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wondering if anyone knows where you can get rubber tee pads at a reasonable price....... $3000 for (18) recycled rubber pads is not a fair deal... in my mind.... although petroleum is expensive right now...... any help would be great, THANKS

bob d

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Man, I have the exact same question. And I'm sure the $3000 price you mention is from Fly18.

I heard there's a company, Launch Pad, that makes them? The only site that links me there on a google search is marked as malicious and unsafe to visit by my FireFox web browser. That doesn't sound like a company I want to do business with..
I've seen a course that used some sort of pickup truck bed liner made of recycled rubber..50$ for approx 3*8 ft, worked better than most rubber tees, had grooves for drainage.
I think the company, Vibram, that makes shoe soles is making tee pads now, at least I was told that last weekend on a course. I suspect they're expensive, though.

The Ann Arbor parks planner we're working with on the (was Brown Park) Mary Beth Doyle Park & Wetland Preserve redesign was teilling me about some stuff that they use under kids' swing sets that is like 4" think. I will be finding out soon what that costs but I doubt that he would be considering it unless he thought it was not too expensive. This could be what he was talking about. He insists that it does not get slippery when wet and that it wears extremely well.
I was looking into tee materials for a new local course and I've always thought the rubber ones at the Solitude, UT course were my favorites. While my research wasn't exhaustive, I found this site which seems to have the right material. I don't know how it will compare price-wise, and maybe there's cheaper options out there. Maybe someone who follows up with a few companies can find out and post it here.


Click "Ag products" then "trailer products". This will give you two options, pre-cut and a roll you can cut to size.
i hear old carpet works well it wont look pretty on a public course but if its a backyard course it would work but i would say go with the bedliners deal im pretty sure you can pick them up used for like $50 a peice and that would be like an 8' by 4 or 5' pad
There is an industrial conveyer belt company in Pasco, WA that will not only sell rolls of material they will give you a piece to try out for free. It is steel belted conveyer belt with grooves on the bottom side. I got a piece to use in the back of my pickup for a bed liner.
We are putting in a new course at Black Butte Lake, CA. We will be using rubber " horse stall" mats for tees. We are purchasing them from a local Feed and Tack store for about $50 each. They are 8' by 4' by 2 inches in dimension. Big enough to throw from, and sturdy enough to handle the wear and tear. I'm pretty stoked about them, but you would need to check around for such stores in your area. The price is right though!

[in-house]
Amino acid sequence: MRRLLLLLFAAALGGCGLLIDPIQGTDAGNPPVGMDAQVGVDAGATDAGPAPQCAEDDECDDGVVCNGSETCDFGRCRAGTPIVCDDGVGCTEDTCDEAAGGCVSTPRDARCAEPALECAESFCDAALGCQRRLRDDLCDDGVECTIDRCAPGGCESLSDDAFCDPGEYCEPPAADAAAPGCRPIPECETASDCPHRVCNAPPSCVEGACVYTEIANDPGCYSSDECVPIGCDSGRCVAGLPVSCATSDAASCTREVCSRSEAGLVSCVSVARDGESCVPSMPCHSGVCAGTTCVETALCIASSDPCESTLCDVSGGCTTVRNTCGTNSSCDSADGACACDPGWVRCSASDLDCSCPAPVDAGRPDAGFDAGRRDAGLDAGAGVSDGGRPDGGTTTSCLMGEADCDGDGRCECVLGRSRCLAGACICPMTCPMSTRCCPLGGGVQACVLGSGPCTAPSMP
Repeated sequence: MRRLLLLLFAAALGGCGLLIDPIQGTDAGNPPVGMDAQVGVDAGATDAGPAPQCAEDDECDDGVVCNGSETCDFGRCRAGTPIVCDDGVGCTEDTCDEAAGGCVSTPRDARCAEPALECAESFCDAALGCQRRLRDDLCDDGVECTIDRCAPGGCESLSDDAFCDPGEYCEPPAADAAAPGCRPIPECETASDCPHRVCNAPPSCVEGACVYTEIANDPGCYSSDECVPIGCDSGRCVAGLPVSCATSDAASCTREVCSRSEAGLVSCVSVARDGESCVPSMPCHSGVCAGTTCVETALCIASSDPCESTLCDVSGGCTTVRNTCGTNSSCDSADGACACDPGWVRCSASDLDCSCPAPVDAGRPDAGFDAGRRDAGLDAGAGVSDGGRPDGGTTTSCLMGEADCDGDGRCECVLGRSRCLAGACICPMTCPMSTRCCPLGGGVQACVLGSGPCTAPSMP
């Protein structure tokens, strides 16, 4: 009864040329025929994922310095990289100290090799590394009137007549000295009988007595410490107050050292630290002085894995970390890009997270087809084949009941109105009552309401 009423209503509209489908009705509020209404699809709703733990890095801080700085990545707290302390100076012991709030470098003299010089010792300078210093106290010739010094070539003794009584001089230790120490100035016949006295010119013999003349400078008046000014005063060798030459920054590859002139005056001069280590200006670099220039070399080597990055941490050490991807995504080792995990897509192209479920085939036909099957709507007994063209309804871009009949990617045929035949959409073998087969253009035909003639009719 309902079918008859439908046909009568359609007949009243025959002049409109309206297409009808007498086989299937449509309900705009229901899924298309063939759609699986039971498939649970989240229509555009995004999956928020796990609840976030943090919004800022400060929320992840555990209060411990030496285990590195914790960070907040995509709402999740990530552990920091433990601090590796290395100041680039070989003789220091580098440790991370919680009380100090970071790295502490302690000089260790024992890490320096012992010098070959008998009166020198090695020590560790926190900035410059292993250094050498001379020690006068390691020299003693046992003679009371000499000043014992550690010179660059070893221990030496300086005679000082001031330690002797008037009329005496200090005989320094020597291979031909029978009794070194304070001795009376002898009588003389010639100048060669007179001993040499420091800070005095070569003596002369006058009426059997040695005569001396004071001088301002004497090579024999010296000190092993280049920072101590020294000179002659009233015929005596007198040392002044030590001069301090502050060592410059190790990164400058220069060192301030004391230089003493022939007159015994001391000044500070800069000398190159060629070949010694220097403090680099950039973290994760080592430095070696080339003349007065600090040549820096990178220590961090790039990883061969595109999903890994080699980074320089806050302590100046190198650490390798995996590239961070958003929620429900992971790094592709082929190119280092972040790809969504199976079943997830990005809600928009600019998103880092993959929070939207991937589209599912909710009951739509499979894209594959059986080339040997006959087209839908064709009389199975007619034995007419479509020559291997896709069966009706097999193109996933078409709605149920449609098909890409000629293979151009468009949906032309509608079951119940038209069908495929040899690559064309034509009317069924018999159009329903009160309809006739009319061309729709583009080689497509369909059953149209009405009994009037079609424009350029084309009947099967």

2 inches!!!!!!!!!!!!!!!!!!! whoa, thats THICK! i can't find anything that thick! (maybe even too thick :)) I will check that out, sounds like a great deal... is the name of that store "feed and tack"?
Naw, it is just a feed and tack store. The kind that sells stuff for farms, ranch animals and such. It is pretty rural where I live, so there are quite a few of them around here. The mats are designed to go into horse stalls, which is why they are so big and sturdy. I think they are pretty good option for those of us with limited resources and/or options. Any stores like that where you live? Maybe a farm and tractor supply store would carry these things?
Hey bob d

Here's a link to a tractor supply company that sells those mats in different sizes. They have some for around $57 that are a 1/4 inch thick and 5'x8'. There's one store in Billings, Montana. Take a look.


I'm a part time farmer, that's how I know about the place.
hope it works out for ya!
I just installed a 9 hole "community course" yesterday in Willows CA, and we laid down 4'X6'X1" rubber mats that I got from the local Feed and Tack store (cost=$42 each). I'm telling you, they are great. Perhaps a little small for the "normal" dgr, but they are sturdy, smooth and great to throw from (and really heavy too). We just smoothed out the ground beneath them and tacked them down with some really big nails. Thay aint going nowhere, and should be good to go for several years (at least). FYI
I appreciate your confirming what I thought about using these mats. I searched and found www.greatmats.com and WOW. These folks have what you need if you buy anything like these mats.

I am building my private course and I expect after reading your comments, I will use stall mats but I'll probably use 2 mats per and form a "T". I just don't know if it would be better if the 'T' would be positioned with the wide part at the end or or beginning of the approach??


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